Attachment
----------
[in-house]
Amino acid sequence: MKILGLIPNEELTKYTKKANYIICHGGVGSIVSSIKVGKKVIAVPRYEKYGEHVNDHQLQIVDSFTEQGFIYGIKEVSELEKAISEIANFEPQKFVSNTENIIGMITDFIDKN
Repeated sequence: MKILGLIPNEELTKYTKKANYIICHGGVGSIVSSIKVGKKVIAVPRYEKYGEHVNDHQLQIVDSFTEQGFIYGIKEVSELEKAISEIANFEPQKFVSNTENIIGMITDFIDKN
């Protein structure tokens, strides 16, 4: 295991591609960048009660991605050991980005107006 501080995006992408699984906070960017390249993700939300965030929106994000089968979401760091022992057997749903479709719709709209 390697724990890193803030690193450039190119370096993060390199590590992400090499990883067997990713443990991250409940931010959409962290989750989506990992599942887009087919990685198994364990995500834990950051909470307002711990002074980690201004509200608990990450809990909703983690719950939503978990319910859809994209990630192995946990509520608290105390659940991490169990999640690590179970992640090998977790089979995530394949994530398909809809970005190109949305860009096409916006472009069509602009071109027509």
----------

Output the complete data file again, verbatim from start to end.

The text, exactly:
[in-house]
Amino acid sequence: MKILGLIPNEELTKYTKKANYIICHGGVGSIVSSIKVGKKVIAVPRYEKYGEHVNDHQLQIVDSFTEQGFIYGIKEVSELEKAISEIANFEPQKFVSNTENIIGMITDFIDKN
Repeated sequence: MKILGLIPNEELTKYTKKANYIICHGGVGSIVSSIKVGKKVIAVPRYEKYGEHVNDHQLQIVDSFTEQGFIYGIKEVSELEKAISEIANFEPQKFVSNTENIIGMITDFIDKN
């Protein structure tokens, strides 16, 4: 295991591609960048009660991605050991980005107006 501080995006992408699984906070960017390249993700939300965030929106994000089968979401760091022992057997749903479709719709709209 390697724990890193803030690193450039190119370096993060390199590590992400090499990883067997990713443990991250409940931010959409962290989750989506990992599942887009087919990685198994364990995500834990950051909470307002711990002074980690201004509200608990990450809990909703983690719950939503978990319910859809994209990630192995946990509520608290105390659940991490169990999640690590179970992640090998977790089979995530394949994530398909809809970005190109949305860009096409916006472009069509602009071109027509």